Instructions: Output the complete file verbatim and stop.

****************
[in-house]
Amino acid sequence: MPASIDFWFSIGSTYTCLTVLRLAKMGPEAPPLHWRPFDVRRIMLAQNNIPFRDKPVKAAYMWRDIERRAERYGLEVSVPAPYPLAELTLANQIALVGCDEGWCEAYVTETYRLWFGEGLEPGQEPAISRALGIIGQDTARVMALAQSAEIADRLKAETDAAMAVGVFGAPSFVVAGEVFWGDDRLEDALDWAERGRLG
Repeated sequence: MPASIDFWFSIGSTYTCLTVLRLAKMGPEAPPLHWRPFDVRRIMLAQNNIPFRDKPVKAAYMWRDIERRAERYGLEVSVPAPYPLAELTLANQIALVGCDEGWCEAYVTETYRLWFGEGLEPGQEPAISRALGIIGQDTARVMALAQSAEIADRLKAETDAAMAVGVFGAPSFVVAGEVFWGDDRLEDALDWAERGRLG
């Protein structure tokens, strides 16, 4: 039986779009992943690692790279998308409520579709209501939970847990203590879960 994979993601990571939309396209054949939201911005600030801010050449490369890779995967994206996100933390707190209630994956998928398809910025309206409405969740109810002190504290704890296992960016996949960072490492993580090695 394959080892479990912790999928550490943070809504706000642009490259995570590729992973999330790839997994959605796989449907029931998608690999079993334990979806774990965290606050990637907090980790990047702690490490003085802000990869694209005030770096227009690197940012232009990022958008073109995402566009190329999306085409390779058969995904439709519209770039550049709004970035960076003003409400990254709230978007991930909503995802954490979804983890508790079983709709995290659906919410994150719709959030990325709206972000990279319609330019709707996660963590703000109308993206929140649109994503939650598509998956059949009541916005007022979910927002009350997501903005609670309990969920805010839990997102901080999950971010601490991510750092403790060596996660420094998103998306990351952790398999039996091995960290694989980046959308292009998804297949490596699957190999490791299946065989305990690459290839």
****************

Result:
[in-house]
Amino acid sequence: MPASIDFWFSIGSTYTCLTVLRLAKMGPEAPPLHWRPFDVRRIMLAQNNIPFRDKPVKAAYMWRDIERRAERYGLEVSVPAPYPLAELTLANQIALVGCDEGWCEAYVTETYRLWFGEGLEPGQEPAISRALGIIGQDTARVMALAQSAEIADRLKAETDAAMAVGVFGAPSFVVAGEVFWGDDRLEDALDWAERGRLG
Repeated sequence: MPASIDFWFSIGSTYTCLTVLRLAKMGPEAPPLHWRPFDVRRIMLAQNNIPFRDKPVKAAYMWRDIERRAERYGLEVSVPAPYPLAELTLANQIALVGCDEGWCEAYVTETYRLWFGEGLEPGQEPAISRALGIIGQDTARVMALAQSAEIADRLKAETDAAMAVGVFGAPSFVVAGEVFWGDDRLEDALDWAERGRLG
């Protein structure tokens, strides 16, 4: 039986779009992943690692790279998308409520579709209501939970847990203590879960 994979993601990571939309396209054949939201911005600030801010050449490369890779995967994206996100933390707190209630994956998928398809910025309206409405969740109810002190504290704890296992960016996949960072490492993580090695 394959080892479990912790999928550490943070809504706000642009490259995570590729992973999330790839997994959605796989449907029931998608690999079993334990979806774990965290606050990637907090980790990047702690490490003085802000990869694209005030770096227009690197940012232009990022958008073109995402566009190329999306085409390779058969995904439709519209770039550049709004970035960076003003409400990254709230978007991930909503995802954490979804983890508790079983709709995290659906919410994150719709959030990325709206972000990279319609330019709707996660963590703000109308993206929140649109994503939650598509998956059949009541916005007022979910927002009350997501903005609670309990969920805010839990997102901080999950971010601490991510750092403790060596996660420094998103998306990351952790398999039996091995960290694989980046959308292009998804297949490596699957190999490791299946065989305990690459290839």